Glenrock County Library invited third- through eighth-graders to submit an original short story. The "best of the best" was published in the Glenrock Independent’s Dec. 9 issue.
A preschool carnival with Arthur and an Afterschool Reading Club with Arthur were just a few of the activities held at the Laramie County Library System. Tales for Tots, and a Reading Roundup celebrated the week.
The Lincoln County Library invited young readers to checkout and read a book. They then drew a "gold coin" from the library’s treasure chest to buy a prize.
At Niobrara County Library, a book signing by Douglas author Sherry Fields, Molly Magrew and the Pencil Crew, was held. It is a read-aloud bedtime book.
Sheridan County Fulmer Public Library donated a "Born to Read" romper to Kyra Whitney Campbell for being the first child born during the week. Special programs were also presented.
A week of activities were held at the Sweetwater County Library System and included read-ins, a bookmark exchange and a visit from Ronald McDonald. The book character Clifford attended, and Athletes for Literacy read stories.
White Mountain Library had a different speaker each day who talked about culture, customs and foods of foreign countries.
Teton County Library sponsored a bookmark-making contest and a Harry Potter book discussion. A Kids’ Thanksgiving Hootenanny featured performers who talked about their musical instruments and entertained those attending.
Uinta County Library held an essay contest using the theme, "Why Your Library Books Were Late." The best essay was selected and the author’s library fines were forgiven. For the week, the library also accepted nonperishable items for fines. Donated items were given to the Elks for Christmas baskets.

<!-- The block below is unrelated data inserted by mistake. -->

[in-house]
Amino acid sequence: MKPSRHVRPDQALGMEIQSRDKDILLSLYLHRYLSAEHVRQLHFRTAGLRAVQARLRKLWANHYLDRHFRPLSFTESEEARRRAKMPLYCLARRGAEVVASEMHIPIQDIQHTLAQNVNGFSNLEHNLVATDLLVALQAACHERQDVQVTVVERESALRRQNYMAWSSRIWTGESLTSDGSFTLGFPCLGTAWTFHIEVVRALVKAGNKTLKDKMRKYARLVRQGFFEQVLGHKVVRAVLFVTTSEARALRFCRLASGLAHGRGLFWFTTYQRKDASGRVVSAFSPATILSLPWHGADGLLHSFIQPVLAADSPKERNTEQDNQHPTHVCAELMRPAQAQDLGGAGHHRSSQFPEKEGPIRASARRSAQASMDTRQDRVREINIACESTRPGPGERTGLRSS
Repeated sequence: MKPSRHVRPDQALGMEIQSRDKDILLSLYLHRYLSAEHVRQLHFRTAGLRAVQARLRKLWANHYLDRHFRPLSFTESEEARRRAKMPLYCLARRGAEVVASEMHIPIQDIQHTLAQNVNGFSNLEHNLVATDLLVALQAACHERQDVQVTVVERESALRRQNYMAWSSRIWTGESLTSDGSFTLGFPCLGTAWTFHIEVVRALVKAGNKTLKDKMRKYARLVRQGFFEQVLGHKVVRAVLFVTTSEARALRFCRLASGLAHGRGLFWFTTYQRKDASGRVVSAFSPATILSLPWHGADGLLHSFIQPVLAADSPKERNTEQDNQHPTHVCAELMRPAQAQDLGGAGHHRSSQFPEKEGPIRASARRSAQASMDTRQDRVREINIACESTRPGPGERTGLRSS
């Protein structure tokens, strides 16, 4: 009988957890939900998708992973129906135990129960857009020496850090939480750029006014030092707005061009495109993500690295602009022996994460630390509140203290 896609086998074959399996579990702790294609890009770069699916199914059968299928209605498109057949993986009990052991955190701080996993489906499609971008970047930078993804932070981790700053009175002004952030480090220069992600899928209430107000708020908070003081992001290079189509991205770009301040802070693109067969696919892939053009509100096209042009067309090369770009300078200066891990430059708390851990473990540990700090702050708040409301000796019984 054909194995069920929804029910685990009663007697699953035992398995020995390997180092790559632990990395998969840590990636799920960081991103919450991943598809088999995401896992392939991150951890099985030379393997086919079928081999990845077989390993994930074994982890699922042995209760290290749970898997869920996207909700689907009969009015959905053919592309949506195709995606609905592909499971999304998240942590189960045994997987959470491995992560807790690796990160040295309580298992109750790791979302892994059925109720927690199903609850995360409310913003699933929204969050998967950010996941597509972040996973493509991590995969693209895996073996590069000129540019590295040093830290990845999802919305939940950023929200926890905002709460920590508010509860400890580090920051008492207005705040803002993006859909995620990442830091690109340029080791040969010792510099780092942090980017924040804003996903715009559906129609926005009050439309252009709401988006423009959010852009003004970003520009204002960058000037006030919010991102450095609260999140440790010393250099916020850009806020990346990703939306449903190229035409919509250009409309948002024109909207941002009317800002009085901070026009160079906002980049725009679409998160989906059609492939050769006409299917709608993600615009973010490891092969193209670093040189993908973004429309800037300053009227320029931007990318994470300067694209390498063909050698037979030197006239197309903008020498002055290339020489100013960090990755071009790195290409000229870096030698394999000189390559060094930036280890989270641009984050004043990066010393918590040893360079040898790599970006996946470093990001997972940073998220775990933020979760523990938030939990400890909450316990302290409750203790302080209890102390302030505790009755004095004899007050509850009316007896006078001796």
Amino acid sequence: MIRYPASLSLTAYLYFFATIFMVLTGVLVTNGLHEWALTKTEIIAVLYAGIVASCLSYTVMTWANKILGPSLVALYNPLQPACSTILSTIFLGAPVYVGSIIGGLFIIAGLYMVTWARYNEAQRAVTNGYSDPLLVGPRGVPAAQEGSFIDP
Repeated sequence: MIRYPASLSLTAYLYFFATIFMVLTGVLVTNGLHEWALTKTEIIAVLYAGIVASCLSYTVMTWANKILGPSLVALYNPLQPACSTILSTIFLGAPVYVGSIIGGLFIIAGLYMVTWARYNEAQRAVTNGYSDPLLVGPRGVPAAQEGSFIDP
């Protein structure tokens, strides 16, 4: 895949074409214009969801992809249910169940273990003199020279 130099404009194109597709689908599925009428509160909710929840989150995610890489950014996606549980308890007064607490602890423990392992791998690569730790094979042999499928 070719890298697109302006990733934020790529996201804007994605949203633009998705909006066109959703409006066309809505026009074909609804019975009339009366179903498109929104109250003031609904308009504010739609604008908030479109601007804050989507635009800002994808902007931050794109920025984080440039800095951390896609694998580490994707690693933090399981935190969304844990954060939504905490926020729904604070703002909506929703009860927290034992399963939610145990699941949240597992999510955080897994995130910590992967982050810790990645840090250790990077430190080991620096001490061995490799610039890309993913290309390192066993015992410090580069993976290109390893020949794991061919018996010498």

Lyman Branch Library also asked library users, preschool to 12th grade, to give their most ingenious excuse for having an overdue book. The winner received a Children’s Book Week T-shirt. The library showed "Arthur and the Lost Library Book" and exhibited a collection of prints.
New director sets up shop in Uinta County
Ieleen "Lee" (Gregory) Mason became Uinta County Library’s newest director on Nov. 29.
She came to Uinta County from Clarion Free Library in Northwest Pennsylvania where she was the library director. She holds a master’s of library science from Clarion University of Pennsylvania.
At Clarion Free Library, Mason also was the LAN administrator. She said this experience has given her strengths in the area of technology.
Mason was attracted to Uinta County because she and her husband both enjoy the West. She said her new post allows her the opportunity to take on more responsibility as she advances in her library career.
As director, Mason said she would like to improve Uinta County Library’s technology, expand the network and get into the Wyoming Libraries Database (WYLD) system.
She replaced Frank Swan, who retired in July.
Dubois Library could move to Stalnaker Street
Expansion of the Dubois Library building is out; however, the purchase of another building may be in.
The Dubois Friends of the Library are considering purchasing a building on Stalnaker Street with about 3,400 square feet.